Sunday, May 13, 2007

Later still ...

From: Betty Reid Soskin
To: Steve Gilford
Subject: Vivian Allen Jernigan
Date: May 12, 2007 9:03 PM

You're an absolute angel, Steve. What a find!

It was rumored that Vivian ran Kaiser's Oakland hospital from first floor Station B. She was incredible -- and my role model throughout our lives. She was the first true internationalist I think I ever knew. She was without a doubt the most honest, compassionate, irreverent, and loving person in my limited experience -- either then or now. These brief lines in the interview with Joe Sender catch her spirit, her playfulness, and her ability to cut through all of the garbage of pomp and status.

She died about five years ago in a nursing home in Vallejo -- of a stroke after a lifetime of excesses and heartbreak, I'm sure. A party girl to the end, and with more adoring followers than most people gather together in a lifetime. Wish you could have known her. She was an active member of the Phyllis Wheatley Club for as far back as I can remember.

Edgar Kaiser was among her closest friends and spent many off hours at her (just ten minutes drive away from the hospital) spacious converted mansion on tree-lined Linden street in West Oakland. The wood-paneled foyer with its three-story sweeping elegant marble staircase gave more than a hint of its glorious hospitable past. The house is etched in my memory still. Her apartment was on the right side of the entry on the ground floor of what had -- long before she acquired it -- been converted into 6-8 studio apartments. This neighborhood -- at that time almost exclusively black-owned in the oldest section of the city. It was the first developed area of the East Bay and surely the most prestigious. But that was before the turn of the 20th Century. That gracious old home fell to the wrecking ball in the Sixties when I-80 wiped out those exquisite old mansions and Oakland's more glamourous past with them. Almost as an afterthought, some were saved and restored to create what is now known as Preservation Park in downtown Oakland. Such a pity that hers wasn't among them.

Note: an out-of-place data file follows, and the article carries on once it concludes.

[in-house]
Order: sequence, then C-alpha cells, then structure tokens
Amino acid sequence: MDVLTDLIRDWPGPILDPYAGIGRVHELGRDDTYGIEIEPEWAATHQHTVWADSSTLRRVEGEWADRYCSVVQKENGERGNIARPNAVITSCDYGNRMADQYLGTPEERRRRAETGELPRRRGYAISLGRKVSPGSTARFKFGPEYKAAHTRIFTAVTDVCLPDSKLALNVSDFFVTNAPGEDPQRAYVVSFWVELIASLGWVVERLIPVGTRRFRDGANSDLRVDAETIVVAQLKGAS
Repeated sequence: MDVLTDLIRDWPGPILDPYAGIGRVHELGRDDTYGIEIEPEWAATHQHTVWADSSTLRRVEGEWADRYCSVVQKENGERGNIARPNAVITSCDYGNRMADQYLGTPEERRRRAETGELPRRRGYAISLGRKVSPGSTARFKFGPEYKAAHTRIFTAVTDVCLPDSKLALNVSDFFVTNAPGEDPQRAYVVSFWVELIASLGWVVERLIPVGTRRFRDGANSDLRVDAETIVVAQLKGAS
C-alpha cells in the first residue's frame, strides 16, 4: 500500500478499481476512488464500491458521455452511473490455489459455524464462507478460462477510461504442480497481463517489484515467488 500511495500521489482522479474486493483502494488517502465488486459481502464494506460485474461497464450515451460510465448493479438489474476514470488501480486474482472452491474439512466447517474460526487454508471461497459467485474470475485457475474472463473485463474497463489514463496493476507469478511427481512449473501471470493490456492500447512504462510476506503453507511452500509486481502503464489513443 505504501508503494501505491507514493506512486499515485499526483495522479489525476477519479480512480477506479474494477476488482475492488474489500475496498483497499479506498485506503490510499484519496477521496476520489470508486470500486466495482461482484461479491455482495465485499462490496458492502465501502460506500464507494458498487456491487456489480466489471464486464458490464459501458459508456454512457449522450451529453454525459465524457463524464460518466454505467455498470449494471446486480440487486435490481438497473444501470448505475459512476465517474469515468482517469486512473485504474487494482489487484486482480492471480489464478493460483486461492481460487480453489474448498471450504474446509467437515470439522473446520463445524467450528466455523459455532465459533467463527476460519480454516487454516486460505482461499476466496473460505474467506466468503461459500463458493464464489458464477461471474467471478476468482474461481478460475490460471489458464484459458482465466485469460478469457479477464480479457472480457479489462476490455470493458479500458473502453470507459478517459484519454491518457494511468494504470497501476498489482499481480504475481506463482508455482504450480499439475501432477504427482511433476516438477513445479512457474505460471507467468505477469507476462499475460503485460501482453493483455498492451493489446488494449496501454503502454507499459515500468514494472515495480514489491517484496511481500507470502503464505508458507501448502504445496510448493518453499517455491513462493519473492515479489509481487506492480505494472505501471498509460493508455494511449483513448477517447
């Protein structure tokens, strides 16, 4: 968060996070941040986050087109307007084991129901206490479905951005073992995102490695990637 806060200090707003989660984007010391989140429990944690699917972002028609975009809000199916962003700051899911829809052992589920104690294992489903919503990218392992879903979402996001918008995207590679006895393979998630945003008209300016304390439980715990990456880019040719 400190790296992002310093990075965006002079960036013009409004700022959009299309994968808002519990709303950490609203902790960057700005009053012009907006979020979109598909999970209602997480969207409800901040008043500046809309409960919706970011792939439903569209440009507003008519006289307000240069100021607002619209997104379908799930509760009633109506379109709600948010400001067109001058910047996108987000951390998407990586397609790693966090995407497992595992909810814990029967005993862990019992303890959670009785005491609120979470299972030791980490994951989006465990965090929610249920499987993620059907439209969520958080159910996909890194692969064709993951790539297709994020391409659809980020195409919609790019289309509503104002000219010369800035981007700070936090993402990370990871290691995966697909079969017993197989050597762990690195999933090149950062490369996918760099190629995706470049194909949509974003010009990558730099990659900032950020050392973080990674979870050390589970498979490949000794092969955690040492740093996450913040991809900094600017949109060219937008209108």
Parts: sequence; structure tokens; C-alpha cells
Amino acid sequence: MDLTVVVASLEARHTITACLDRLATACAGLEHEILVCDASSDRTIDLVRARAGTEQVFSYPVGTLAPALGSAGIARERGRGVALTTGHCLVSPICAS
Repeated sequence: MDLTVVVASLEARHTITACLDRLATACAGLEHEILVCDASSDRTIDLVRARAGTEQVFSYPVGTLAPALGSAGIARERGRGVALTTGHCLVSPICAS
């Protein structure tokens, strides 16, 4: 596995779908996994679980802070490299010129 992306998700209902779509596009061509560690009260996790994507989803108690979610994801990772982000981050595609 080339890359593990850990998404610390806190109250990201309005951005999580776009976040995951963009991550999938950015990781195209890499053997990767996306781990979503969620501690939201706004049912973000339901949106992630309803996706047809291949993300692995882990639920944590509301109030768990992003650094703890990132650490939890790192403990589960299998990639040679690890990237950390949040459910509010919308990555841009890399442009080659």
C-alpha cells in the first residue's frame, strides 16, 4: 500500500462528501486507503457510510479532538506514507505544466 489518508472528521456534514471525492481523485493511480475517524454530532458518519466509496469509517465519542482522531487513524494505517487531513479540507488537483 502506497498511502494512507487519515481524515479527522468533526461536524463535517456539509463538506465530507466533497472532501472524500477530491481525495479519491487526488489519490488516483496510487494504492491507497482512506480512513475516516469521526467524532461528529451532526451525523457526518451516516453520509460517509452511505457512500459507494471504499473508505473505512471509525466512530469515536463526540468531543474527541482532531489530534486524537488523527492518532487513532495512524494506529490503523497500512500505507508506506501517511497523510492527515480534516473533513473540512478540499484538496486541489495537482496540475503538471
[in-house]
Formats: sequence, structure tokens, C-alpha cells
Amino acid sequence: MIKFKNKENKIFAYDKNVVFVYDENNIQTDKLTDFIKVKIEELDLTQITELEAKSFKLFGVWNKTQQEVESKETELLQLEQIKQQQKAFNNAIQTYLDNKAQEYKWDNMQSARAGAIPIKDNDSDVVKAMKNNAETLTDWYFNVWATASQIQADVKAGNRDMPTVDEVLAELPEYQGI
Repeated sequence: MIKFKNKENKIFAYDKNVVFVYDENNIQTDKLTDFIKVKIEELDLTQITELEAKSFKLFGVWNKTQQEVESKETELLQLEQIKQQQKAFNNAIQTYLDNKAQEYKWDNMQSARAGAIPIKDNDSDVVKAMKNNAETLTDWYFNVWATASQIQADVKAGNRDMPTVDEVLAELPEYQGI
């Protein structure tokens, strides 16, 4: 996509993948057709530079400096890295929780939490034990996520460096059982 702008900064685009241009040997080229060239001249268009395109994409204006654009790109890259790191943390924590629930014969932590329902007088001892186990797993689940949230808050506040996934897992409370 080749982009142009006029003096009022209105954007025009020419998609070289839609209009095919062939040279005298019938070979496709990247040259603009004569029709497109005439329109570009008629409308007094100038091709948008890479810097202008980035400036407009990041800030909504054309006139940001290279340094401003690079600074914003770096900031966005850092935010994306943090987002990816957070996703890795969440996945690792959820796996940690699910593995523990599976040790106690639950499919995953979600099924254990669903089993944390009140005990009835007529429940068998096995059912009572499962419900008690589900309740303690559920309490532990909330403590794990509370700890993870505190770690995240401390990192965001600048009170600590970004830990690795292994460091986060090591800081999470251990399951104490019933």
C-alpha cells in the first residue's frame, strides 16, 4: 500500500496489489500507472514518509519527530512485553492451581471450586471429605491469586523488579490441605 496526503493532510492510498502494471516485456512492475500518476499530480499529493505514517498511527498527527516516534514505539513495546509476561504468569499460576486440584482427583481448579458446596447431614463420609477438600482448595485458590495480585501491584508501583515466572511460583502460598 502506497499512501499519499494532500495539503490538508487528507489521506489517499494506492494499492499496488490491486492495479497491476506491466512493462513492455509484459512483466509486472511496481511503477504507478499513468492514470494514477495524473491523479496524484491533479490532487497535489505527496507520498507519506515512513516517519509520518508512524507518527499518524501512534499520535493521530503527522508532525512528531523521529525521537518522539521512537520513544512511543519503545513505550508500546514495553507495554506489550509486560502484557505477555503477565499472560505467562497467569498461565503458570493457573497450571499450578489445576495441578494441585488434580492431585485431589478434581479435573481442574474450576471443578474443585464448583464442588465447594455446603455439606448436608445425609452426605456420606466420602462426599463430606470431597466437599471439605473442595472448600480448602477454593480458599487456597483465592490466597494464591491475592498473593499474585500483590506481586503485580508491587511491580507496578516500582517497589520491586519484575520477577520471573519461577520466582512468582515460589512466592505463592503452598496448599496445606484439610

As I told you yesterday, Dr. Jean Neighbor was also a member of her inner circle. She referred to him fondly as "the Devil!" She was known to possess the most sensitive BS detector on the planet. It was impossible to resist her ability to see deep into your psyche, and all the professionals knew it. Vivian probably heard more confessions than the Pope! I suspect that there were probably multiple sets of keys to her apartment ... .

Thanks, again, for this renewal of memories of one of the most remarkable women in memory -- and not only in mine. I'll gather together the memorabilia that I have strewn around my apartment so that you can scan them into the record. Be sure to raise her name to any old nurses or doctors who may still be around. They will all have known Vivian.


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